Understanding retaining walls in the landscape

Adding structure to a room to create a focal point is a common practice for professional landscapers, and a very popular element to create is a retaining wall.

Retaining walls can be used to help clients negotiate sloping areas in their garden and often add visual interest to a landscape while serving a functional purpose. Retaining walls can also be used to increase the floor space available in a yard and they can even provide environmental benefits, e.g. B. protecting areas from saturation and reducing soil erosion.

If you find yourself in the middle of a retaining wall installation project in the coming months, take a look at some tips to keep in mind as you create this eye-catching piece.

Special features when building

When working with steeper slopes, you can use interlocking concrete blocks, riprap areas (loose rock), wooden retaining walls, rock retaining walls, and decking, among other things. Remember, it is a good idea to treat the wood with a preservative to prevent rot when using wood.

If you know the wall is more than 3 to 4 feet tall, zone codes and regulations require an engineer to assist the project.

The wall should lean into the mound a minimum of 1 inch per 12 inches of height for safe loading of the wall. This can also help with drainage if the soil becomes saturated. It is also possible to redesign the slope of the slope before installing the wall, as this can help move the water away from the wall and reduce the slope required.

To keep water accumulation in check in poorly draining floors, consider placing drainage tiles behind the wall. However, make sure these tiles are covered with a 12 inch deep layer of backfill that is freely drained, such as. B. gravel, are constructed.

The cost, height, and function of the wall all depend on what materials your client selects for the project. However, if the wall is used exclusively as a decorative piece in the garden, then almost any type of material is suitable for work.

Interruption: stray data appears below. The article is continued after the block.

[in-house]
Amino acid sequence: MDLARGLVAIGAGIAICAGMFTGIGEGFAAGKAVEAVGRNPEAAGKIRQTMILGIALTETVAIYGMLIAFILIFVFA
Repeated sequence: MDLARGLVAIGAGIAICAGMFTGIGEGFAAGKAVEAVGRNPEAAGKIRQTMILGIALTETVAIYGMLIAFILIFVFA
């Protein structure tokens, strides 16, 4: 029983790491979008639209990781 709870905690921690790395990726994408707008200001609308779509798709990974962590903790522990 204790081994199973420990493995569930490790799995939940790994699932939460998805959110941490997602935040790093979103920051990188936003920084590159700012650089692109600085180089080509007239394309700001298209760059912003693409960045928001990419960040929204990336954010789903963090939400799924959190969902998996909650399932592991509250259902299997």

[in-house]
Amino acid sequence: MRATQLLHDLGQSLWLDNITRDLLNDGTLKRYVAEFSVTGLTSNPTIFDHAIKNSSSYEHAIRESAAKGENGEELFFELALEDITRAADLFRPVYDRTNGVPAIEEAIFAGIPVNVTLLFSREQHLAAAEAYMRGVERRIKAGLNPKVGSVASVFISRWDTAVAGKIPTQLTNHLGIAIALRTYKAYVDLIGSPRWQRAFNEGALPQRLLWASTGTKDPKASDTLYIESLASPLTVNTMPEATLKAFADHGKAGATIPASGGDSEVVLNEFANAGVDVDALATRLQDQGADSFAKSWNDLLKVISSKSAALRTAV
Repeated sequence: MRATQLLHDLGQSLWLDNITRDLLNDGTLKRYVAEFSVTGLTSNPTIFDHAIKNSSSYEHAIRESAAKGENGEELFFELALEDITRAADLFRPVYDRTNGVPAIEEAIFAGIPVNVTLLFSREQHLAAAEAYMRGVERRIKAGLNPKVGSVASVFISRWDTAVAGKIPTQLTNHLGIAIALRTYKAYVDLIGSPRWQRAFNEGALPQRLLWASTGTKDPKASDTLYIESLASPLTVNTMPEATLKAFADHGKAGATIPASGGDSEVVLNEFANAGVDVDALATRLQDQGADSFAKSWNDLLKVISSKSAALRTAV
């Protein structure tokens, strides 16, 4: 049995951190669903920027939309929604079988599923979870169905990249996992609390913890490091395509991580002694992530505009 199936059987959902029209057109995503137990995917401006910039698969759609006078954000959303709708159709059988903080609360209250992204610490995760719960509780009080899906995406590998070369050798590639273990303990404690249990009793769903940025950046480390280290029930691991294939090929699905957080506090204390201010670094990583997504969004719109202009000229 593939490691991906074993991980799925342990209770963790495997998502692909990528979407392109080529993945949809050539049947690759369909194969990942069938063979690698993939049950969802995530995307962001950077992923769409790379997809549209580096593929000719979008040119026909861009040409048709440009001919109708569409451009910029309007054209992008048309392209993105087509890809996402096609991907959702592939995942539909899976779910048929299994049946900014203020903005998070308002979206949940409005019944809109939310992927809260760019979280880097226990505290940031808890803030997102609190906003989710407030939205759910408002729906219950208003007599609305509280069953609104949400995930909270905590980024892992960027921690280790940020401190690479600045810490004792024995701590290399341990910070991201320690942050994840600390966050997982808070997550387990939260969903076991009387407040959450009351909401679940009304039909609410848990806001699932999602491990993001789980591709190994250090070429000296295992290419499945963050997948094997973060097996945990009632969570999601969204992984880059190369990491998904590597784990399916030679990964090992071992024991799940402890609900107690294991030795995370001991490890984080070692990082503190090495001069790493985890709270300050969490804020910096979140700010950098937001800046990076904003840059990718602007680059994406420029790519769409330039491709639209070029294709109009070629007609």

For walls designed to carry larger loads, you need to use durable, durable materials that are suitable for the conditions of the site.

Wood and solid concrete walls are recommended in areas where the wall height is less than 4 feet. Keep in mind that wooded walls deteriorate faster and concrete walls have drainage problems that can cause water saturation conditions to appear above the wall.

Look out for …

While maintaining your client’s landscape, look for areas that need a retaining wall.

One focus to focus on is the slopes present in the courtyard. If you see an area sloping more than 3: 1, contact a technician. If the slope is greater than 2: 1, then structures or specialization techniques are required.

Ask yourself and your client how much freeze or frost both the wall and floor will come into contact with, and always check the wall drainage to see if it is working properly. If it looks like the water is flowing heavily on the wall and floor, you may need to add some drainage.

Make an inventory of the type of soil in your client’s yard, as high-clay soil does not pull water well but is less prone to erosion. Sandy soil, on the other hand, has opposite properties.

Look for other structures near the site that may need a retaining wall and see if any existing structures will be affected if or when a retaining wall is installed.

Also, remember that if you are in an area where earthquakes are prevalent, speak to an earthquake engineer to analyze the wall and make it more earthquake proof.

Types of retaining walls

Once you’ve determined that your client’s yard needs a retaining wall, it’s time to determine what type of wall your client will need.

Gravity walls will hold the earth by the weight of the wall material. They can be formal paving stones or even a pile of large stones, but they can easily fall and should be used for short slopes of 3 feet or less.

Anchored walls are the strongest type and can be combined with other techniques. An anchor is wrapped around the wall and a base is placed deeper into the mound, which provides stabilization.

Stack walls Use long stakes or poles that go deep into the ground and above. Posts can be made of metal or treated wood and have a good ability to hold back the ground.

Cantilever walls They are similar to pile walls, but are given additional strength by a kind of “arm” that extends back into the hill. This can increase the ability to stabilize pressure.

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